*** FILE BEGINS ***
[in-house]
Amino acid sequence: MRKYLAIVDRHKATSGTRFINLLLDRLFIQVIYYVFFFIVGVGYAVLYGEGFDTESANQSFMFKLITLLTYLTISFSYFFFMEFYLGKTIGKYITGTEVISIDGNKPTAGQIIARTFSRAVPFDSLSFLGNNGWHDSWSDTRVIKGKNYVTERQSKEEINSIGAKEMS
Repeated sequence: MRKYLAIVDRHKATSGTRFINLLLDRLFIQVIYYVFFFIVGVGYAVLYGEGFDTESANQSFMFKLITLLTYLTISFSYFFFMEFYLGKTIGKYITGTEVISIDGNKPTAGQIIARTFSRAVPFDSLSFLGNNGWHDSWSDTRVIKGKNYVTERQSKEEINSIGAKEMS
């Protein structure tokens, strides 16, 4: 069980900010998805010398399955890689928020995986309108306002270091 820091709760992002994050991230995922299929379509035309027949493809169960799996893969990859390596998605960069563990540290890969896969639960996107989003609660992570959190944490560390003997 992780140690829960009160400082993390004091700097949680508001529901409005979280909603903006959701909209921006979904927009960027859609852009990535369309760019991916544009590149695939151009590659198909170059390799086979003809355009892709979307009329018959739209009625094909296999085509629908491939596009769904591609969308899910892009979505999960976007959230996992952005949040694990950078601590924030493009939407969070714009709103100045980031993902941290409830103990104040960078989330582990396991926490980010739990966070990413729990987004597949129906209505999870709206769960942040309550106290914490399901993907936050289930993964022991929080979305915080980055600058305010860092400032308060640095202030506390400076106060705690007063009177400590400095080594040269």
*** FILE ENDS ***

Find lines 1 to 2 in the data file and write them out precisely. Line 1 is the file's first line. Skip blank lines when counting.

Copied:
[in-house]
Amino acid sequence: MRKYLAIVDRHKATSGTRFINLLLDRLFIQVIYYVFFFIVGVGYAVLYGEGFDTESANQSFMFKLITLLTYLTISFSYFFFMEFYLGKTIGKYITGTEVISIDGNKPTAGQIIARTFSRAVPFDSLSFLGNNGWHDSWSDTRVIKGKNYVTERQSKEEINSIGAKEMS